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EWP focus for upcoming Australian conferences

New products and technologies emerging that will create new markets for engineered wood will be presented by international and local experts at the seminar “Engineered Wood Products - from here to the future” to be held on 13-14 November 2014 at Queensland’s Gold Coast.

Leading world experts from North America presenting at the seminar include Art Schmon and Paul Jannke of Forest Economic Advisors (FEA), senior analysts and forecasters to the forest products industry. They will summarize the current macroeconomic forecast which indicates a surge of residential construction, with increases in demand and prices for panels and engineered wood products.

Other presenters will be discussing developments in modified wood and industry/university cooperative research in North America. Hosted by the Engineered Wood Products Association of Australasia (EWPAA) and Forest and Wood Products Australia Limited (FWPA), the seminar will be held in conjunction with the FWPA Annual General Meeting at Surfers Paradise Marriott Resort.

Engineered wood products will also be a focus for the Frame Australia 2015 conference and exhibition Building with engineered wood construction systems to be held June 1, 2015 at Park Hyatt Melbourne.

Residential construction using timber and engineered wood building systems is becoming the future for many developers and builders, to meet the challenge of lowering costs for medium-density and infill construction to ensure housing affordability.

Multi-residential developers are moving to prefabricated timber frame and engineered wood building systems to achieve increased speed of construction, reduced labour on-site, improved health and safety, higher quality buildings, and up to 25% reduction in overall development costs.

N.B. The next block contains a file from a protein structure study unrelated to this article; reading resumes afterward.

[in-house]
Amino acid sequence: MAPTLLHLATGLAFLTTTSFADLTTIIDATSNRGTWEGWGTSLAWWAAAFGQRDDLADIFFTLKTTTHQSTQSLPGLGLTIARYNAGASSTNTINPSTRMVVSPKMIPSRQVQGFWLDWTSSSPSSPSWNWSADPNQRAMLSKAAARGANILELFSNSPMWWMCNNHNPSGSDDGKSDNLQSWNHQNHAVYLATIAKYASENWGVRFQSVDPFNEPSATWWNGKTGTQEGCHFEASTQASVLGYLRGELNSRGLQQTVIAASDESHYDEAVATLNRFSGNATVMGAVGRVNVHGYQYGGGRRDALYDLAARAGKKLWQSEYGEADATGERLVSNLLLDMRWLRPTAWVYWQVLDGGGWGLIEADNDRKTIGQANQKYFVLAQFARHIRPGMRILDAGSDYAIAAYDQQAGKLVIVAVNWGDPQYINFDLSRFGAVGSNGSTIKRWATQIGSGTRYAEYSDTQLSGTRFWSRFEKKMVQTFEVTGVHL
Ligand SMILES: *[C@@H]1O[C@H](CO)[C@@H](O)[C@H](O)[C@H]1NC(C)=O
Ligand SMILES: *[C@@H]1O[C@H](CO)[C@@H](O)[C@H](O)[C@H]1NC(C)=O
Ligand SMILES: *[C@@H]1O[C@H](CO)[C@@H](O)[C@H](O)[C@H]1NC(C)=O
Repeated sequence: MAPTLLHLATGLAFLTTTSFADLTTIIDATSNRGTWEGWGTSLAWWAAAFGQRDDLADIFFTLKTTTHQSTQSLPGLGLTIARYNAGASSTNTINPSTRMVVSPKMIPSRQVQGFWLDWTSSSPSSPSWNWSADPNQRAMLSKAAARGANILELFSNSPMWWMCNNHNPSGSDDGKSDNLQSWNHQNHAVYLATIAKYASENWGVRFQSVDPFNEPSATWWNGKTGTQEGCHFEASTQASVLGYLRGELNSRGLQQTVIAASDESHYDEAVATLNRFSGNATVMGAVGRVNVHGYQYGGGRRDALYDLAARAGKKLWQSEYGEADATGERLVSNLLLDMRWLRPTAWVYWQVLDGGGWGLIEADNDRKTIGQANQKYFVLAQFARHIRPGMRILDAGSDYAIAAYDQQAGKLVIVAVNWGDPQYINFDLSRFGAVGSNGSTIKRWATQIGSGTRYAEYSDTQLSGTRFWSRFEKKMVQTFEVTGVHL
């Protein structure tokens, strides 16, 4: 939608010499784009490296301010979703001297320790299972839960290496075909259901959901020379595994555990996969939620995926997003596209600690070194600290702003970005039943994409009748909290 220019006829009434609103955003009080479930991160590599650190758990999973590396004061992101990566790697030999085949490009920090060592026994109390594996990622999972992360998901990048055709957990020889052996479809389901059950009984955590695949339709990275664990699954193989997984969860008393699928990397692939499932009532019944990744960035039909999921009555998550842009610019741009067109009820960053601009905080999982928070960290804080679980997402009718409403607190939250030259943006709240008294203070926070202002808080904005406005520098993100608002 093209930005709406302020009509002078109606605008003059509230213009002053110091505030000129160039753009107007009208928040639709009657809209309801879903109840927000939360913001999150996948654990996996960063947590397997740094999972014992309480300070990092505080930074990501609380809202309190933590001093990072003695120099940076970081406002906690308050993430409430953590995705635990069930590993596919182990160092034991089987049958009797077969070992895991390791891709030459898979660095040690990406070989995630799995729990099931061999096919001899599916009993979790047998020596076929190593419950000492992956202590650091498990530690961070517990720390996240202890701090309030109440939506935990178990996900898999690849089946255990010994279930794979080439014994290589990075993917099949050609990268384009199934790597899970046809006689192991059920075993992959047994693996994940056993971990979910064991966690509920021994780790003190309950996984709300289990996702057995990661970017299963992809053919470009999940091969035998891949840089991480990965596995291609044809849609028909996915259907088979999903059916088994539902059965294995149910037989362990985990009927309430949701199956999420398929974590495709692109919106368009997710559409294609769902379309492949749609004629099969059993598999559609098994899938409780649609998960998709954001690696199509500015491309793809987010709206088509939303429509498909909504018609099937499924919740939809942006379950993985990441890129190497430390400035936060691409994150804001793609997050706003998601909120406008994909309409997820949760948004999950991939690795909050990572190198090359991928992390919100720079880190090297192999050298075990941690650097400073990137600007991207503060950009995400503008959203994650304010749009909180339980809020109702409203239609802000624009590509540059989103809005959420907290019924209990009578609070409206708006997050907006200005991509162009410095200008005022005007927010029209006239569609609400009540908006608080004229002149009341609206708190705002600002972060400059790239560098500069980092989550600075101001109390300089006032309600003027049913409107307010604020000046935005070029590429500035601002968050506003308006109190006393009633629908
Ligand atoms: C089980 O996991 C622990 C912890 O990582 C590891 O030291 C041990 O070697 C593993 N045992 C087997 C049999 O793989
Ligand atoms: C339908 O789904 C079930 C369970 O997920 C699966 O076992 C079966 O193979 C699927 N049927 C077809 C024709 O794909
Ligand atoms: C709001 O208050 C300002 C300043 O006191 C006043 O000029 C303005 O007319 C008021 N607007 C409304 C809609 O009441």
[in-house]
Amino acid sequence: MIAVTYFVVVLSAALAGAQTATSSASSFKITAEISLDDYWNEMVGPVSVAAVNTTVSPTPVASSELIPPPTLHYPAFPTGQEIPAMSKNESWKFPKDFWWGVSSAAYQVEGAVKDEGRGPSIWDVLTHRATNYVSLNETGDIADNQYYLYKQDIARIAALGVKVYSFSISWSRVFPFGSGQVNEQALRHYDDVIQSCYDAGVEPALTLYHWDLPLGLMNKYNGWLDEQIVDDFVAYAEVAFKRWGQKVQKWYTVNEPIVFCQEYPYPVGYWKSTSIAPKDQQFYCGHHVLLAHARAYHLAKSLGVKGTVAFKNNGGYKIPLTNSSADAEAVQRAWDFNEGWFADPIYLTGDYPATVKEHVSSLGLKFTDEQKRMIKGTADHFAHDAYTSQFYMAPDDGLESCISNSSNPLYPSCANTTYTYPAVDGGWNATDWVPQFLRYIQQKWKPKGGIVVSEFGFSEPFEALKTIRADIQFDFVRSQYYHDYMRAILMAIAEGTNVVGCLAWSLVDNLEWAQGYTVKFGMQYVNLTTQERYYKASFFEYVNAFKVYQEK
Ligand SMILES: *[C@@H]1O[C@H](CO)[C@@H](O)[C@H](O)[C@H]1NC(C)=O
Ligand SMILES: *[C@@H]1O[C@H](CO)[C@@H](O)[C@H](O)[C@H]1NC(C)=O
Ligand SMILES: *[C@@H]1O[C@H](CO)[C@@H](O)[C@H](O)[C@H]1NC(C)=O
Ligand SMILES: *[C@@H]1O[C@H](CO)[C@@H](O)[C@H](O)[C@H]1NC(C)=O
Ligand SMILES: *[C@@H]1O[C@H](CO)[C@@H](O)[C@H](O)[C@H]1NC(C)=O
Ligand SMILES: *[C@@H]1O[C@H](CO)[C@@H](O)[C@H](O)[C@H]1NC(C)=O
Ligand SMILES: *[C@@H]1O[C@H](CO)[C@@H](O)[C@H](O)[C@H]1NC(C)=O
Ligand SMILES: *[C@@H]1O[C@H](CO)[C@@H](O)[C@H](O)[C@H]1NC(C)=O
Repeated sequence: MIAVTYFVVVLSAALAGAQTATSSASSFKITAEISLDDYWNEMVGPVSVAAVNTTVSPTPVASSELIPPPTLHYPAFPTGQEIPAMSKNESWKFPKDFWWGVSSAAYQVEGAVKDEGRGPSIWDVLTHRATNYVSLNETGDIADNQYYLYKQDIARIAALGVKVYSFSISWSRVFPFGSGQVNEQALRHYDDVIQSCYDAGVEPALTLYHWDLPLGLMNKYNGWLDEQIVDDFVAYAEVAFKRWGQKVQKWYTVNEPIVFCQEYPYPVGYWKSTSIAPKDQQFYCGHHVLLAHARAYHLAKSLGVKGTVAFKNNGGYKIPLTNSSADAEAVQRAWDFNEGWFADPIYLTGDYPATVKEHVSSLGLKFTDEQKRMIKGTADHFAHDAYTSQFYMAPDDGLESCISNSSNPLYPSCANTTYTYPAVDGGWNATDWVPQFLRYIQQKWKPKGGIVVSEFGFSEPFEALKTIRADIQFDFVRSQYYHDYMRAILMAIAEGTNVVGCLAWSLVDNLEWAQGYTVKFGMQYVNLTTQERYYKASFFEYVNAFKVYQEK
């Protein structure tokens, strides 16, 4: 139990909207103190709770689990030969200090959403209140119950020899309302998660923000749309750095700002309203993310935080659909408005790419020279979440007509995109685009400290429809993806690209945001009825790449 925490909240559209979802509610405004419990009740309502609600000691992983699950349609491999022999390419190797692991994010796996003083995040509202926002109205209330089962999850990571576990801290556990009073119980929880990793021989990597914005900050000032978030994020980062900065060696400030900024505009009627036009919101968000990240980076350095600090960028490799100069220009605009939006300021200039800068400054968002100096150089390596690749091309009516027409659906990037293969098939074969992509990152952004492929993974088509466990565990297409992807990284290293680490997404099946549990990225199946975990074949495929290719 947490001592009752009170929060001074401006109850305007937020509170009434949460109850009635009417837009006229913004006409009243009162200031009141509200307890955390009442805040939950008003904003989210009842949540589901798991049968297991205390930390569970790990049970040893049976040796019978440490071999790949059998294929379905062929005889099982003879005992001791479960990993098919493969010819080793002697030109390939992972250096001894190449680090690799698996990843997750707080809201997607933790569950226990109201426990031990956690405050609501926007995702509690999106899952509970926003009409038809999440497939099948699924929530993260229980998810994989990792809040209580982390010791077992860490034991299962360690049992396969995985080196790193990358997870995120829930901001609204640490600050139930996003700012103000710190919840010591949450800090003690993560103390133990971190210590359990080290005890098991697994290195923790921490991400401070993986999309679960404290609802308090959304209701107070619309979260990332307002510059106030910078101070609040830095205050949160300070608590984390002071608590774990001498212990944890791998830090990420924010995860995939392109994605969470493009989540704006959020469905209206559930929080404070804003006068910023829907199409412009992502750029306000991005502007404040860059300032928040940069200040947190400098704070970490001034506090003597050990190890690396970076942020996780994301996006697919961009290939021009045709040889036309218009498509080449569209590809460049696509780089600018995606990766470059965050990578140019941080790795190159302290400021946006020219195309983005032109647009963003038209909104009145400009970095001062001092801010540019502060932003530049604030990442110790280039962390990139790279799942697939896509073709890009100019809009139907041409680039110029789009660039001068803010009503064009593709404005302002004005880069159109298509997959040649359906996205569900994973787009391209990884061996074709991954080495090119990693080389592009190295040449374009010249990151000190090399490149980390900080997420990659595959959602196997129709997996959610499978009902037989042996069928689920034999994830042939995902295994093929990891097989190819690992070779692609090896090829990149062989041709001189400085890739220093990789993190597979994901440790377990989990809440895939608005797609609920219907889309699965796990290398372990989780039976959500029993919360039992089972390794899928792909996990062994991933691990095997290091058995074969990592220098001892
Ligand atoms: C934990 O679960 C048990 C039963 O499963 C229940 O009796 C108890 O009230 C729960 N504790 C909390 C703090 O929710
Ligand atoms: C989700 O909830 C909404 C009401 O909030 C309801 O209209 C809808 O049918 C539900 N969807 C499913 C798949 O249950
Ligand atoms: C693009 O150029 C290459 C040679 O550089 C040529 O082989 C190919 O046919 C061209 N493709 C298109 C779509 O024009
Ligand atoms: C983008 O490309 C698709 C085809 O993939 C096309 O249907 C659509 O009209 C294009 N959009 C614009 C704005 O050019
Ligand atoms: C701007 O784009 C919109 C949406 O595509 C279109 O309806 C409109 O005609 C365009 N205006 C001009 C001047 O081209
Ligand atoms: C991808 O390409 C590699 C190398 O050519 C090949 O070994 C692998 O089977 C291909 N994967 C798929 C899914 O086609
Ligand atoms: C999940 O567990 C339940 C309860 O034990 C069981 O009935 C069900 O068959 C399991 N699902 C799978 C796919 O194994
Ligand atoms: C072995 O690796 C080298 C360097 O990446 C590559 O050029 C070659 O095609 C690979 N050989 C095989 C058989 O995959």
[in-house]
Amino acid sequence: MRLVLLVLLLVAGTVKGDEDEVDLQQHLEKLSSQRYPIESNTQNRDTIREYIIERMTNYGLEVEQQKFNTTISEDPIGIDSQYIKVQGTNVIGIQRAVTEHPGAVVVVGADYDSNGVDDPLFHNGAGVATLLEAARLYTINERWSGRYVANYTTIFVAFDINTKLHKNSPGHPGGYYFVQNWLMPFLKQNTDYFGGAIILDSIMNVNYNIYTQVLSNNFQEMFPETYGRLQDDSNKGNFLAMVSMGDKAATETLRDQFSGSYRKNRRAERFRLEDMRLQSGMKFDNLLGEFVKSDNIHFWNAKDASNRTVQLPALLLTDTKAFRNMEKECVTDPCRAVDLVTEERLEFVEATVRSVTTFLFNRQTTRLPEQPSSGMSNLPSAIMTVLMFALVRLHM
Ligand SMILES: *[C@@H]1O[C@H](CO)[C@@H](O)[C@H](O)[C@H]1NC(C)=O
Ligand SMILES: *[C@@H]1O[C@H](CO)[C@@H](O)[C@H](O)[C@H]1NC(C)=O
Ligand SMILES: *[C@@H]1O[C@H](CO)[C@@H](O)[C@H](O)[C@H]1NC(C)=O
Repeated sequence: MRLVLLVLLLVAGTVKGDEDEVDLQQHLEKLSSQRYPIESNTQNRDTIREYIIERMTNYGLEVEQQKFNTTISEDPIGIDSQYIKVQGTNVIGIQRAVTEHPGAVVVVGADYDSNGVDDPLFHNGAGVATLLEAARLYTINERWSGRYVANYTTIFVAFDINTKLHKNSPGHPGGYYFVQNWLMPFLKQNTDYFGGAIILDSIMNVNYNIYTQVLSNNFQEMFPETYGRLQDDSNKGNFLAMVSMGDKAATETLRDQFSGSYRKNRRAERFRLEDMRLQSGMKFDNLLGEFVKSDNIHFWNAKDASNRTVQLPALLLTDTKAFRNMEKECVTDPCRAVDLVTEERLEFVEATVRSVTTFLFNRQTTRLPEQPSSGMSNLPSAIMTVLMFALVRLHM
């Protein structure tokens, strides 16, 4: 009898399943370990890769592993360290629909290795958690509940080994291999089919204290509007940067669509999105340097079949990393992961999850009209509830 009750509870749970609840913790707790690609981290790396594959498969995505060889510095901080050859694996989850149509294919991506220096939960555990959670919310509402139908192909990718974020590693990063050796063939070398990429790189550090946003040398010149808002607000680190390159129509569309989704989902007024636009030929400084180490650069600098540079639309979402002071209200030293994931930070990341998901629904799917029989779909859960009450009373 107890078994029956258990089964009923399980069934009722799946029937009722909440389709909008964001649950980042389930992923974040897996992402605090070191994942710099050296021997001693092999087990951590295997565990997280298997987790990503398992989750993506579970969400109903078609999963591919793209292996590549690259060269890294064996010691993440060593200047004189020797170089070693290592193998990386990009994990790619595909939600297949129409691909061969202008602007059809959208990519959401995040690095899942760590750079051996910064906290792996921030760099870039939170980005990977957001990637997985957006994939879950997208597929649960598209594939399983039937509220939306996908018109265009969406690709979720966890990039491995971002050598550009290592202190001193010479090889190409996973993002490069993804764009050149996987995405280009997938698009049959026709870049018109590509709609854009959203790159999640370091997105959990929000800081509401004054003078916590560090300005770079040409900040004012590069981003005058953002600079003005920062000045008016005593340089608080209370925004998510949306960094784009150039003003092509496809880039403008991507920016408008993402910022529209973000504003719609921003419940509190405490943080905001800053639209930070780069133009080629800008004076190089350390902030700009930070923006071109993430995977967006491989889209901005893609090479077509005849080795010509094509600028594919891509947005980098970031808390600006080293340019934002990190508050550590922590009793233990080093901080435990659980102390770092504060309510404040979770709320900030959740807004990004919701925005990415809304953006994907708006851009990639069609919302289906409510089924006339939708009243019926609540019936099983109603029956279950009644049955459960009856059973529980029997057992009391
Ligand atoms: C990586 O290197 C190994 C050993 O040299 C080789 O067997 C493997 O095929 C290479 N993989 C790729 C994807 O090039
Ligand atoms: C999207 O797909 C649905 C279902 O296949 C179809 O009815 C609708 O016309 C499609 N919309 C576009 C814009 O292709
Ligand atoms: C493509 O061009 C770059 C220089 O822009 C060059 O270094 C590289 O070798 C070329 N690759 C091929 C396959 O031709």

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AFCA appoints new General Manager

David Keenan has been appointed general manager of the Australian Forest Contractors Association (AFCA). His appointment was announced by AFCA chairman Ian Reid and culminated a three-month selection process. Keenan has worked in senior management positions in the local government sector for the past 16 years. Previous roles have included those of general manager or chief executive officer at Tweed and Mitchell Shire Councils, as well as director at Hume, Ballarat and Warrnambool Councils.

Source: Timberbiz

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Jobs


Buy and Sell


...and one to end the week on ...recession, what recession?

Recession? What recession?

So, it seems that this "global recession" has not impacted negatively on everyone.

Check this out! It's a Mercedes Benz owned by some oil billionaire (naturally - must be working in the forest products industry)

Featuring the newly developed V10 quad turbo with 1,600 horsepower and 2800nm of torque, 0-100km/h in less than 2 secs, 1/4 mile in 6.89 secs running on biofuel.

And by the way, that is NOT stainless steel, it is WHITE GOLD!

I'm sure you'll sleep better tonight, knowing that the money you're paying for fuel these days is going to a good cause...



And on another note, last week we ran a joke to finish the week on titled the Bacon Tree. One reader tells us that there IS in fact a real, though rare, BACON WOOD TREE (Archidendron lovelliae) which grows in Queensland (naturally !!).



And on that note, enjoy the weekend. For those who follow rugby union, may the best team win for the Saturday test up in Brisbane. It shouldn't be hard to pick a winner - right??

Brent Apthorp
Editor, Friday Offcuts
PO Box 904
Level Two, 2 Dowling Street
Dunedin, New Zealand
Ph: +64 3 470 1902
Fax: +64 3 470 1904
Web page: www.fridayoffcuts.com


This week's extended issue, along with back issues, can be viewed at www.fridayoffcuts.com